Using underwater robots in waters surrounding Antarctica, scientists have shown that the intersection of strong currents with the slope of landmasses rising from the ocean floor makes a significant contribution to the mixing of different waters in the Southern Ocean.
The finding, detailed in a paper recently published online in the journal Nature Geoscience, has bearing on models of heat transport toward Antarctica and the ocean's role in the carbon cycle. According to the study, in the ocean, global water properties may depend on very localized mixing processes.
"Most global ocean observations acquire measurements in the open ocean or in the top layers of the water, while our research shows that important mixing processes may be occurring in the deep ocean in thin layers over sloping topography," senior author Andrew Thompson, professor at California Institute of Technology (Caltech), was quoted as saying in a news release on Friday.
The research team from Caltech deployed two autonomous underwater drones, or "gliders," for a period of eight months over the course of a year and a half in the Southern Ocean, which encircles Antarctica.
They concentrated on the region around Drake Passage, the 1,000-kilometer-wide waterway between Antarctica and South America.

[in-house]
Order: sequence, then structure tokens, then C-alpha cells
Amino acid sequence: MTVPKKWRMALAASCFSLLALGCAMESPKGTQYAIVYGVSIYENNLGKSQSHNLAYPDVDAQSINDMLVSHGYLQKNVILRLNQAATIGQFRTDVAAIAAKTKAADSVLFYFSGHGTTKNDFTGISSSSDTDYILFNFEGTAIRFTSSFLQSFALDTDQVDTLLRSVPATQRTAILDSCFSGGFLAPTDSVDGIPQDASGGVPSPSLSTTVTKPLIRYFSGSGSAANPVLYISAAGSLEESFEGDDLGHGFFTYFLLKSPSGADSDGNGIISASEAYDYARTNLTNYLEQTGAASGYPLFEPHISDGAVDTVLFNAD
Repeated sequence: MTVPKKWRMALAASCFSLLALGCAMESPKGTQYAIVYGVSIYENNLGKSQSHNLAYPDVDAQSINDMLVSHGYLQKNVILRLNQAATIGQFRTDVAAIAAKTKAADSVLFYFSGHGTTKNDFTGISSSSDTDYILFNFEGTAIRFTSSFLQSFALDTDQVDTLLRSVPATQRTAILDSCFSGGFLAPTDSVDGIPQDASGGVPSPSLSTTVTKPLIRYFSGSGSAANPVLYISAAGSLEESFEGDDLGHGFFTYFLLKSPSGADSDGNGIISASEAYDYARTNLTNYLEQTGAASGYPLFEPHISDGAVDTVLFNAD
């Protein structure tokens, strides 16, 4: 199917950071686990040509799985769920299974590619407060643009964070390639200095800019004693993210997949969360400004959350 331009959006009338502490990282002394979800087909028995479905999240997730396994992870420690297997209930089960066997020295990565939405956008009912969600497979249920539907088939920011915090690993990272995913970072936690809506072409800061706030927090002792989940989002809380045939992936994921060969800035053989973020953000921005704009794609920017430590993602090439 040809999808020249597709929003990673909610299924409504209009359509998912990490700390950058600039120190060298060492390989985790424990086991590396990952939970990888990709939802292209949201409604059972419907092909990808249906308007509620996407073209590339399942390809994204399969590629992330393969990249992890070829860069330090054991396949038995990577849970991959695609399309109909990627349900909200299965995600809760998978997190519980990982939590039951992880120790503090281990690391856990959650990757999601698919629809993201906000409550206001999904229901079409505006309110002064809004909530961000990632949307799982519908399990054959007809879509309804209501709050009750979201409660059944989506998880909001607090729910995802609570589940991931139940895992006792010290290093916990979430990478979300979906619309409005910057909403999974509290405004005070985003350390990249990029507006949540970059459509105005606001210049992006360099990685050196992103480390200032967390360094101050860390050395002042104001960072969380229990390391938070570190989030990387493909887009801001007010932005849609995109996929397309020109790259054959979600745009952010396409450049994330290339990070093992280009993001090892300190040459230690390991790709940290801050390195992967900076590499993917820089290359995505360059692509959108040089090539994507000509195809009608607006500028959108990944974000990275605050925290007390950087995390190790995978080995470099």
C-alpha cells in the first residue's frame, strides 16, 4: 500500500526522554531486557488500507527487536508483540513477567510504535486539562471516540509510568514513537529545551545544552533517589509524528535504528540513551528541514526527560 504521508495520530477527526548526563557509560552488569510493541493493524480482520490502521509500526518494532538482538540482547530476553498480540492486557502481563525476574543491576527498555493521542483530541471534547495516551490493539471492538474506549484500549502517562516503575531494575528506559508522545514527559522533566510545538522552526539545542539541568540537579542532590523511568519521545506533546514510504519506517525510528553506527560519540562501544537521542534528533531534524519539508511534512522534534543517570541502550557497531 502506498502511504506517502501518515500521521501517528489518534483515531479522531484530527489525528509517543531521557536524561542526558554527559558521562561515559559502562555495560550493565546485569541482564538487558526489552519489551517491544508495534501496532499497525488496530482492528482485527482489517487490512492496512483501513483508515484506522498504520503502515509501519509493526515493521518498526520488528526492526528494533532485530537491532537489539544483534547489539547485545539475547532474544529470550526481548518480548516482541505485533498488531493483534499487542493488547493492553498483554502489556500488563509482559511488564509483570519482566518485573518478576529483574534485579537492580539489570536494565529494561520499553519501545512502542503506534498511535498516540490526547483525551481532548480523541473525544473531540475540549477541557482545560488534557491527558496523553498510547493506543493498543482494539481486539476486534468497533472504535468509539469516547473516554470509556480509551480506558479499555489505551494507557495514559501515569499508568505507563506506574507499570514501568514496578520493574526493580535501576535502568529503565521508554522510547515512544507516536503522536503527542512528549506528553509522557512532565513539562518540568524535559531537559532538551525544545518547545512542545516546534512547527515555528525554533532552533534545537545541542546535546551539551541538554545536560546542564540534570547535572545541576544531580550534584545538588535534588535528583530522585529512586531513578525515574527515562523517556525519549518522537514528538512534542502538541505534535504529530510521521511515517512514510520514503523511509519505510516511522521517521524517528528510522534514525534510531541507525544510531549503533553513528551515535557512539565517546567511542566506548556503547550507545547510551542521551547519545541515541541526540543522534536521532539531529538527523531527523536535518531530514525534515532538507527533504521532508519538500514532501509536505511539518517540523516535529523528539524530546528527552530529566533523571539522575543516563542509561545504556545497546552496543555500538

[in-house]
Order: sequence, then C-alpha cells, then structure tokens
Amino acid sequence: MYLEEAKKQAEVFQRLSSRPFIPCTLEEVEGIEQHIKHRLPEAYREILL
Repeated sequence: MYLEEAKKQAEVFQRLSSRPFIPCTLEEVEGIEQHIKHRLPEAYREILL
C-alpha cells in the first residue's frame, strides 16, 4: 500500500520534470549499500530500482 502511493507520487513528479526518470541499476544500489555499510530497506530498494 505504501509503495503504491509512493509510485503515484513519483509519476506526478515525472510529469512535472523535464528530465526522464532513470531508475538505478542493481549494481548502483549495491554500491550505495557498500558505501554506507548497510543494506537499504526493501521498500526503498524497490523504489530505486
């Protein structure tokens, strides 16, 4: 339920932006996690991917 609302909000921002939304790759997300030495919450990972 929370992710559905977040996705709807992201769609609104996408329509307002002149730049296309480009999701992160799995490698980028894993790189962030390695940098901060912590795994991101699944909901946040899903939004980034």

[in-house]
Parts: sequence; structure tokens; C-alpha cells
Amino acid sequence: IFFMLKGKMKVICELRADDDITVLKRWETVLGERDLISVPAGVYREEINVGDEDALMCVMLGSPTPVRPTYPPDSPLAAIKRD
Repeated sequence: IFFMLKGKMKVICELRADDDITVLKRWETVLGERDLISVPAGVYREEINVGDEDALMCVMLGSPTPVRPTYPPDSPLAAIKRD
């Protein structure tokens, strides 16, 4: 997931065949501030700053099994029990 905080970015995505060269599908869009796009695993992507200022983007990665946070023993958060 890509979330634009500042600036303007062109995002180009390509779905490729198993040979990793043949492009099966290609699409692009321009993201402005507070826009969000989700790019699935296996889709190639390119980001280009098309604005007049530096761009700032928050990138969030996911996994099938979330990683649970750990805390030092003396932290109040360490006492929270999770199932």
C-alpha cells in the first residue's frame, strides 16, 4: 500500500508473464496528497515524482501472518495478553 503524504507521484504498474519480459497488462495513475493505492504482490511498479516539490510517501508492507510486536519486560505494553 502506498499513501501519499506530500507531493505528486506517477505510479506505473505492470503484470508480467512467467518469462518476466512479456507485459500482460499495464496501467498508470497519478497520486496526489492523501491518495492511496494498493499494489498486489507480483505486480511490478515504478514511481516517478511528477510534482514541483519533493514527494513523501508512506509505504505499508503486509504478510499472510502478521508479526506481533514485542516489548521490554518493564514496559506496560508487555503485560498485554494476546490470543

The gliders were able to reach depths of 1,000 meters, nearly scraping the bottom at times. When they come to the surface, they regularly relay this data back to Thompson and his colleagues.
The data were collected by the instruments, which the gliders carry to measure temperature, salinity, the quantity of various nutrients like nitrogen and iron, and other variables.
"There is growing evidence that topography plays a bigger role in oceanographic mixing than we had previously suspected," says lead author Xiaozhou Ruan, a Caltech graduate student. "While this boundary region represents a small fraction of the ocean, the interaction between water and continental topography plays an outsized role in mixing."
Such mixing has been predicted by high-resolution ocean circulation models, but this is the first time it has been observed directly over a period of many months, according to Caltech.
Documenting these physical processes and improving our understanding of where and how they arise may improve our ability to simulate the changes in ocean circulation and in Earth's climate in the past and in the future, researchers say.